Red Couch

Eleanor Moreton (1956 - )

Oil on canvas


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  • About the work
    Country: Turkey
    City: Ankara
    Place: British Embassy

    Using narrow colour ranges and patterns, Eleanor Moreton’s uninhabited, claustrophobic interiors are reminiscent of those by Edouard Vuillard (1868–1940). In Moreton’s work, historical events, fables and found images collide. These paintings of interiors are part of a large body of work that is concerned with unpicking some of the myths surrounding the Austrian Hapsburg Empire (1867–1918). Feeling that the paintings of the Austrian artist Ferdinand Waldmüller (1793–1865) promote a fantasy of the ideal home, Moreton has described how she wants to disrupt a sense of cosiness in her domestic spaces.  

    Although there is a deliberate nod to the work of another Austrian, psychoanalyst Sigmund Freud, Moreton acknowledges an ambivalence in her work where a house can be seen as a refuge, but also a suffocating place and a site of oppression:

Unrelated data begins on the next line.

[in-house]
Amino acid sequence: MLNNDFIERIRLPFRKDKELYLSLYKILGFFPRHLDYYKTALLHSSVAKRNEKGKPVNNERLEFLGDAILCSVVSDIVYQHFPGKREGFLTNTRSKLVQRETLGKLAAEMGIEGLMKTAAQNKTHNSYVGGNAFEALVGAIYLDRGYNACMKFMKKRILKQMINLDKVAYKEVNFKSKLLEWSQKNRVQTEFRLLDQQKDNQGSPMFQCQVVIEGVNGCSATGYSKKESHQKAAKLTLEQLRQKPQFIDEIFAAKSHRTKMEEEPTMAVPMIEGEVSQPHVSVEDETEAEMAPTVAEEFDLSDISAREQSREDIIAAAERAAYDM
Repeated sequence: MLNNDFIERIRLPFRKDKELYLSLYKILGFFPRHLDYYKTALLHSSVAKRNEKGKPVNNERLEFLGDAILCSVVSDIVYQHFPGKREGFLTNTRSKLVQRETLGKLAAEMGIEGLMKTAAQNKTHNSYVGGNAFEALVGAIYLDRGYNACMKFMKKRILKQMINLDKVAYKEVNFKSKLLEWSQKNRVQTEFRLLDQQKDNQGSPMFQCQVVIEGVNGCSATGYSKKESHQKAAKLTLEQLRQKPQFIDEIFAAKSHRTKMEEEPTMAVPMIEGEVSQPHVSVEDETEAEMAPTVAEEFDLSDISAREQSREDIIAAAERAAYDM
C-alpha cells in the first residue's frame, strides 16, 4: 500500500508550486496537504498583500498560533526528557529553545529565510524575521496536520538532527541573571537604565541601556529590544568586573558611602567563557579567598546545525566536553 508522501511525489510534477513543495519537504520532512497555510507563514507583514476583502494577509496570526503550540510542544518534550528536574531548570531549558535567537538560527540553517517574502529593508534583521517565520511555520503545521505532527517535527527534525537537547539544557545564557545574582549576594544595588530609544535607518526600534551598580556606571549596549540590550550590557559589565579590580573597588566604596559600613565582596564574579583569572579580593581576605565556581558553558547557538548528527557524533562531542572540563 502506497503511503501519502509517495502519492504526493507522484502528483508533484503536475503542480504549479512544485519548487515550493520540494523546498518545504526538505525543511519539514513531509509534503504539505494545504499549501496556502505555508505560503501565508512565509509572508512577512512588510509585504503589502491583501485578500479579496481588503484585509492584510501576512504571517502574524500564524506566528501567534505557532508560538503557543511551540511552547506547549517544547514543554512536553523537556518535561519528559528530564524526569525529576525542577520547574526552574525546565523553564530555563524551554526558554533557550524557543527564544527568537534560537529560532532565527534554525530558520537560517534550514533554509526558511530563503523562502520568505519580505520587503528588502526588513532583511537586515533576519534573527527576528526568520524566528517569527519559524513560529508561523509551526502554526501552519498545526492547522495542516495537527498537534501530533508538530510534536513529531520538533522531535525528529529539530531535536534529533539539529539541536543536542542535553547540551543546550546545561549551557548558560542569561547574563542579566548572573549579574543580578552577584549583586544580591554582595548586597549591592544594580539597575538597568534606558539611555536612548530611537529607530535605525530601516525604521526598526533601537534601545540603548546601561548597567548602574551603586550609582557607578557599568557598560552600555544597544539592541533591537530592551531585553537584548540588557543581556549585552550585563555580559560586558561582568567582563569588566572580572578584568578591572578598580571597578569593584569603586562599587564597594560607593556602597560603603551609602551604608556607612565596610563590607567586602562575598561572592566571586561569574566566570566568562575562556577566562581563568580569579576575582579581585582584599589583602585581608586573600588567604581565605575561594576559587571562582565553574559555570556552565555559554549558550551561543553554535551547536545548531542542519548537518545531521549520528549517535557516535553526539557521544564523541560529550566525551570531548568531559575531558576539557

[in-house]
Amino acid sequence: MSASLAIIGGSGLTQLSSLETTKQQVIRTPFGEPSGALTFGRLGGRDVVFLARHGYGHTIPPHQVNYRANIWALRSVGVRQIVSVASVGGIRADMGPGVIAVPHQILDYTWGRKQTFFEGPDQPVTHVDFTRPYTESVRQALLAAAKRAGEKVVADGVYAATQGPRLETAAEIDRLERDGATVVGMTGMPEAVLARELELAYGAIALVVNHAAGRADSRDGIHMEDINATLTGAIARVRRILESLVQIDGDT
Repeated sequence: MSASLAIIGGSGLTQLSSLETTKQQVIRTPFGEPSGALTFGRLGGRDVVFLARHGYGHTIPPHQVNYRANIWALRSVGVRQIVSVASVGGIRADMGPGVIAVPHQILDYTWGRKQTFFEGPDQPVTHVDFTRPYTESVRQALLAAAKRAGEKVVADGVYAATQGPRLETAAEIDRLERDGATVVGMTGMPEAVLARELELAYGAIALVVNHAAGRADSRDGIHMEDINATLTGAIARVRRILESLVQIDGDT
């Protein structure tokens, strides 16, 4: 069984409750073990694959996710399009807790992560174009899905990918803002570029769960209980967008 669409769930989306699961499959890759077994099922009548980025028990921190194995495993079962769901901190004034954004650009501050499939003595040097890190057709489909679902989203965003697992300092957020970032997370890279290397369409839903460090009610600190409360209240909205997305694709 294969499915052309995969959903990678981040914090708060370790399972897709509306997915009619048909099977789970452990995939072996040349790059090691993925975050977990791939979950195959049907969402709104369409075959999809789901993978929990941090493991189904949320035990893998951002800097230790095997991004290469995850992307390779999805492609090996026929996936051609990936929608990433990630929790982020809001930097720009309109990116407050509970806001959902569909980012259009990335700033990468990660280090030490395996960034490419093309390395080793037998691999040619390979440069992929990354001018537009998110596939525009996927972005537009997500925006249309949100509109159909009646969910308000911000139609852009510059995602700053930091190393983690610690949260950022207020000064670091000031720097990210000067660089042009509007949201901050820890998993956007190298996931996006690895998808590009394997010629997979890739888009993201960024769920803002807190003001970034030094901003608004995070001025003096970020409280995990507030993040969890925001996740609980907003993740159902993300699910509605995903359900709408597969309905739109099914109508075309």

'There is this ambivalence all the time because I long for the homely and all those kind of things and at the same time struggle to be free. .... My friend just had a baby and you can see the dilemma in the baby. You see it rigid with the desire to move and it can't yet and it's fascinating because it seems that the human being has two conflicting needs. I suppose that is what always has to be going on in my paintings'.
  • About the artist

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    Materials & Techniques
    canvas, oil, oil painting
  • Details
    Red Couch
    Oil on canvas
    height: 30.00 cm, width: 40.00 cm
    Purchased from Ceri Hand Gallery, Liverpool, March 2011
    verso on foldback, t: RED COUCH 2010 ; b: Eleanor Moreton
    Ceri Hand Gallery, Liverpool
    GAC number